3 ways that art teachers can keep their students happy while using online remote learning
If there is one subject that is difficult to learn during the pandemic, it’s art. Many students don’t have access to materials and equipment at home that might be essential to the course. This kind of situation puts a lot of stress on all those involved, as it’s very difficult to complete the wide range of tasks that exam boards set in order to even get a pass.
Due to the current pandemic, there is already more than enough stress involved, without adding to it in the classroom. As a teacher, you want to keep your students motivated and immersed in their online remote learning while keeping them on track with the course, which can be very tricky.
Sometimes, students don’t have the materials or the money to get the tasks done; others will have families that don’t seem to understand that they are still in lessons even though they are at home, and will interrupt lessons and demand that they do chores during the day.
Having to contend with these can make online schooling difficult. But here are three ways that an art teacher can make their students happier when using online remote learning.
1 Spark their imagination by getting them to broaden their thinking and inspirations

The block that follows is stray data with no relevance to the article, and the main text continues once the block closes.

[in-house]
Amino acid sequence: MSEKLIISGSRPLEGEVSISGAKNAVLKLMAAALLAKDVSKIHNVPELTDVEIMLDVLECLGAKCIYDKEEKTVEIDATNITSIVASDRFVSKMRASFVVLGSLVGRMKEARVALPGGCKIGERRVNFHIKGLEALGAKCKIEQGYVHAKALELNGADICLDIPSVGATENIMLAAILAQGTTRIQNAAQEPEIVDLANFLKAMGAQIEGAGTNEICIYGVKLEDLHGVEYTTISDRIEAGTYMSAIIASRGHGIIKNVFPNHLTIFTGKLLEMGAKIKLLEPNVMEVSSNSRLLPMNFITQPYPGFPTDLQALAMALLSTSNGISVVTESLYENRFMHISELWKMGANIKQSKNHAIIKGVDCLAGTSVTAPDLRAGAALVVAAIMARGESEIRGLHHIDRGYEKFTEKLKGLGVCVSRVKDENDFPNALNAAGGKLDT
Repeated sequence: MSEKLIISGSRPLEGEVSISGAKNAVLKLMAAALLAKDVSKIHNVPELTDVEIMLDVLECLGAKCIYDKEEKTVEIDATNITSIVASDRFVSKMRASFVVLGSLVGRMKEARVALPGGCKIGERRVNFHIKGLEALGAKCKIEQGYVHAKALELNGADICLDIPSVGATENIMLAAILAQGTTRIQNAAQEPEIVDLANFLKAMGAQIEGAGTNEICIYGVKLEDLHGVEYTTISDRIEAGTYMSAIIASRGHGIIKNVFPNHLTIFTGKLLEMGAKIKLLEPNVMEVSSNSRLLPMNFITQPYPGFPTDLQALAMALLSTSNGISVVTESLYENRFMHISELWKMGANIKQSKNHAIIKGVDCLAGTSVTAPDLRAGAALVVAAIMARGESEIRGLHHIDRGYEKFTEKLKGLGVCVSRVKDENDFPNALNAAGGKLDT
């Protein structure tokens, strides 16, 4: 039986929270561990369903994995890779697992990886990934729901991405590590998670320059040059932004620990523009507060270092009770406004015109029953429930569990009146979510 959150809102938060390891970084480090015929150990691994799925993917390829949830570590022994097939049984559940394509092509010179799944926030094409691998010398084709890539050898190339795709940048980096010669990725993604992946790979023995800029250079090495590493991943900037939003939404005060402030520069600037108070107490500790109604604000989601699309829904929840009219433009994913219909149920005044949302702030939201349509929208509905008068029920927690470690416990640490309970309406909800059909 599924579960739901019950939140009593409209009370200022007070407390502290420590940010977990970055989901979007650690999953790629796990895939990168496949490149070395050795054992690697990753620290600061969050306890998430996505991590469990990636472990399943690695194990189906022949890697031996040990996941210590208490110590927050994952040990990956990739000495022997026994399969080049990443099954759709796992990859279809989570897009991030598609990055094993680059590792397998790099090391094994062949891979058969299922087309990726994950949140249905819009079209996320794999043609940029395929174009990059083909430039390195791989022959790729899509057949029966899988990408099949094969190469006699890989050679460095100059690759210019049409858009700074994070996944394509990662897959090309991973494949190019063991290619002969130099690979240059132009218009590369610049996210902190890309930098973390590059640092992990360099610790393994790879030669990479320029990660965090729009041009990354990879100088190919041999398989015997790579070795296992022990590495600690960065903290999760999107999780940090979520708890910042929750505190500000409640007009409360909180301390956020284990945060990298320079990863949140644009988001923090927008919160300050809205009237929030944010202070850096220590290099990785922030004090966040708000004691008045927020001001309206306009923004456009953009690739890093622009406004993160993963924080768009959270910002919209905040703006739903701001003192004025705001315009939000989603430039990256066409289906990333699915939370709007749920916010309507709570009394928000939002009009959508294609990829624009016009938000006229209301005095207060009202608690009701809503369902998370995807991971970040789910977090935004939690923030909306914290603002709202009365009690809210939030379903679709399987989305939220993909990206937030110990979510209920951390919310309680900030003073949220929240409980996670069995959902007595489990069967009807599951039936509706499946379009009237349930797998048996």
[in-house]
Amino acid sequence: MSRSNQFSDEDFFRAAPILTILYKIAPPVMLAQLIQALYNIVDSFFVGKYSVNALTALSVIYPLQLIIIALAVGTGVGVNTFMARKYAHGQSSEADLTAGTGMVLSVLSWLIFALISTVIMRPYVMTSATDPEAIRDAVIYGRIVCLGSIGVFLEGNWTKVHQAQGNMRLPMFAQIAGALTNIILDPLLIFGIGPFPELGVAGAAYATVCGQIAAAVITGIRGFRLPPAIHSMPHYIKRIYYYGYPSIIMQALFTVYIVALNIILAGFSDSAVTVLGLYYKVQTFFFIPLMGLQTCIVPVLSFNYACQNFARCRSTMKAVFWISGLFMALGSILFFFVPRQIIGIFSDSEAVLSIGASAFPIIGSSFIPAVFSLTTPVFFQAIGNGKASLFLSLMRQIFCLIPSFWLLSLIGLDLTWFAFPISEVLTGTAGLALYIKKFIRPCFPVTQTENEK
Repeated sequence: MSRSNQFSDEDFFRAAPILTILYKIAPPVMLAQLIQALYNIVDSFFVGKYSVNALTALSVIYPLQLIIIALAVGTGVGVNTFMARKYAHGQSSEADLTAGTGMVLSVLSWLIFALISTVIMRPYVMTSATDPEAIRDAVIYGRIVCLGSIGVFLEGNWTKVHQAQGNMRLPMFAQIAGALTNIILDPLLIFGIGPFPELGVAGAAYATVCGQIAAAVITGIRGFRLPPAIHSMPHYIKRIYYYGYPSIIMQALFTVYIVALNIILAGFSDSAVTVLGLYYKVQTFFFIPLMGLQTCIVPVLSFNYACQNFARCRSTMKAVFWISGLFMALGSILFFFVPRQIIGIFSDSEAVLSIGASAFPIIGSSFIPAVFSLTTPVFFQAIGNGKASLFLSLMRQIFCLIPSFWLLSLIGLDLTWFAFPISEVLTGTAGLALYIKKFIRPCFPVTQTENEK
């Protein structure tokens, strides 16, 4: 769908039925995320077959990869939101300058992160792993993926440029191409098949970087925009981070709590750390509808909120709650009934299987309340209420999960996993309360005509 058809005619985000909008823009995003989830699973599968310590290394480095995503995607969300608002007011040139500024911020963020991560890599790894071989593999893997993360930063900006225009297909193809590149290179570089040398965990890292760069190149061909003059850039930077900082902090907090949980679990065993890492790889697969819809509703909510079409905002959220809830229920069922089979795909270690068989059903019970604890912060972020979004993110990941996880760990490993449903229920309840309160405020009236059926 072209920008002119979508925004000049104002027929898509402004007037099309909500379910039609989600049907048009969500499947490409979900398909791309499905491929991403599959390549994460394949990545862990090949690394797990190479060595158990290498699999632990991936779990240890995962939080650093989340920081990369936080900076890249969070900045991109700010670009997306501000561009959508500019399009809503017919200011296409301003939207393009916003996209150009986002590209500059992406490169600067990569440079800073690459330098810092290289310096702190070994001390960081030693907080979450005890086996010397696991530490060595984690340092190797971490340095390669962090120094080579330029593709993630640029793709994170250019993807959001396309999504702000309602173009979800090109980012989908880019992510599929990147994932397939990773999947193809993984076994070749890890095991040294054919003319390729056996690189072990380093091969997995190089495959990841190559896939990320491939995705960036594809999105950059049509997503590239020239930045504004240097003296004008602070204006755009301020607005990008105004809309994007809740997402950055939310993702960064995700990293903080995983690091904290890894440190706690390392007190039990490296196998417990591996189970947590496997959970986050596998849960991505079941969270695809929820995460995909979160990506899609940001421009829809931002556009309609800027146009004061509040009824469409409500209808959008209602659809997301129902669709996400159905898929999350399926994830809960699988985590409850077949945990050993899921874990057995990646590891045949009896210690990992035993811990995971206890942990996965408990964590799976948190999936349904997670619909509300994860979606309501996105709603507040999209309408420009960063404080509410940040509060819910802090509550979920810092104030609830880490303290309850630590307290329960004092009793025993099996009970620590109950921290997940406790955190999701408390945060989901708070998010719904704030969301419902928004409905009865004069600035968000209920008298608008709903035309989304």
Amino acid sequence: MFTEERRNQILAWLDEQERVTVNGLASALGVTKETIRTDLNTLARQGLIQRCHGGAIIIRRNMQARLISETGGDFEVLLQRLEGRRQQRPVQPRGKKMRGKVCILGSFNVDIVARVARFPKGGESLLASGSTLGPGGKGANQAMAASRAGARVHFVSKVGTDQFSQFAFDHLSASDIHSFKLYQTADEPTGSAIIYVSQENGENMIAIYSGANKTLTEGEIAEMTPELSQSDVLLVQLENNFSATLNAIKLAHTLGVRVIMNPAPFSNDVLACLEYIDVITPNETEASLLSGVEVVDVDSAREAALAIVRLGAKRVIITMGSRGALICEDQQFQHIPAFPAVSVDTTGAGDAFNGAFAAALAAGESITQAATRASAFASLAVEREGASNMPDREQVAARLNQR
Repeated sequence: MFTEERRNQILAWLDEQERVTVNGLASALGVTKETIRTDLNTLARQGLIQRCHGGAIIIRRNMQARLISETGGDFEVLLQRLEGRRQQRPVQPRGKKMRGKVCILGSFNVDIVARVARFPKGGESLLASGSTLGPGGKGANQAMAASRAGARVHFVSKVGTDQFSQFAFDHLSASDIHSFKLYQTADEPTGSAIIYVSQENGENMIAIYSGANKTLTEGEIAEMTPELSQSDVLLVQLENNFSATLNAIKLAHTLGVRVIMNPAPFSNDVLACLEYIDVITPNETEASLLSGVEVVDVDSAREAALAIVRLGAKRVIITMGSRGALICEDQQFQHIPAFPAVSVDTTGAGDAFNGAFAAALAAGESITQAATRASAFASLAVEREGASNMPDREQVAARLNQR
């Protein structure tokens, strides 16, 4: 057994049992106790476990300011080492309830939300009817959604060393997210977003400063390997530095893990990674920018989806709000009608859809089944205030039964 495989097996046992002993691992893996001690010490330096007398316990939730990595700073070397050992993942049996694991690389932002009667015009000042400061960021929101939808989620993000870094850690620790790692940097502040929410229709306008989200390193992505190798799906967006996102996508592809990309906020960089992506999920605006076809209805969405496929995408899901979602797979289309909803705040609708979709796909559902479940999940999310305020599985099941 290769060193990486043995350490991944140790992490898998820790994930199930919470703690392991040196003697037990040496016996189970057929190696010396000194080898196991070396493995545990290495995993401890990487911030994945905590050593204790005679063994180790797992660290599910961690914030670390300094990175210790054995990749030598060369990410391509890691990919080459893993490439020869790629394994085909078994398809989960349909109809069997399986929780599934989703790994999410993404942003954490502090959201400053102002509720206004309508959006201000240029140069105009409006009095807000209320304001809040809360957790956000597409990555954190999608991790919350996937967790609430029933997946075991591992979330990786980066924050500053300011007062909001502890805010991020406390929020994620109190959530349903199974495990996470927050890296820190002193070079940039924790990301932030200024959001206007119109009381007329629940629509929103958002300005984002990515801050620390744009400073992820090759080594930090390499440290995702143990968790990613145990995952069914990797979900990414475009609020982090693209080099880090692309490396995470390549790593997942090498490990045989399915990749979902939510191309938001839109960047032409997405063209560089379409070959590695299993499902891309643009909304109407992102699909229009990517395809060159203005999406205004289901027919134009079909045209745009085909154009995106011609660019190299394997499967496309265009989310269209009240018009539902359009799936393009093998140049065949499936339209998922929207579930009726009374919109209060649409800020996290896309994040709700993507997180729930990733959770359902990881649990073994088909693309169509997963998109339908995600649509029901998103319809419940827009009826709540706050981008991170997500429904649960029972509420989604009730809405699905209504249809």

Getting your students to read poetry or finding a niche to concentrate on can truly help with their creativity, especially as recent times have been very challenging for everyone. Have them respond to a piece of music, another piece of art, or even just the items in their rooms to get their imagination chugging away.
Even the smallest bit of inspiration can help them work, even if it means they are off-task from their work focus for a little bit. Or alternatively, you could run it as a project on the side.
2 Hold a virtual exhibition of their work
You could showcase their work on an online exhibition platform. While this type of virtual event may be impractical in the “real world” and aimed at a much larger audience, the ability to create these bespoke events virtually expands the size of the audience that can be reached.
Not only will that raise the profile of the students among potential customers and employers, but it will also elicit feedback from more areas that their work would reach normally, giving them a new or fresh perspective on their online remote learning work.
3 Do more photography within the projects on the course
Many kids these days have phones and cameras. So, creating a photography project might be a good way to go. It could simply be playing around with light or angles or through different topics. As mentioned before, this might be a great way to get your students’ imaginations working and act as a great starter to a project. Collecting photographs and references is a big part of art, and it’s good to let your pupils become more practiced in those essential skills; and what better time to do this than during the current pandemic?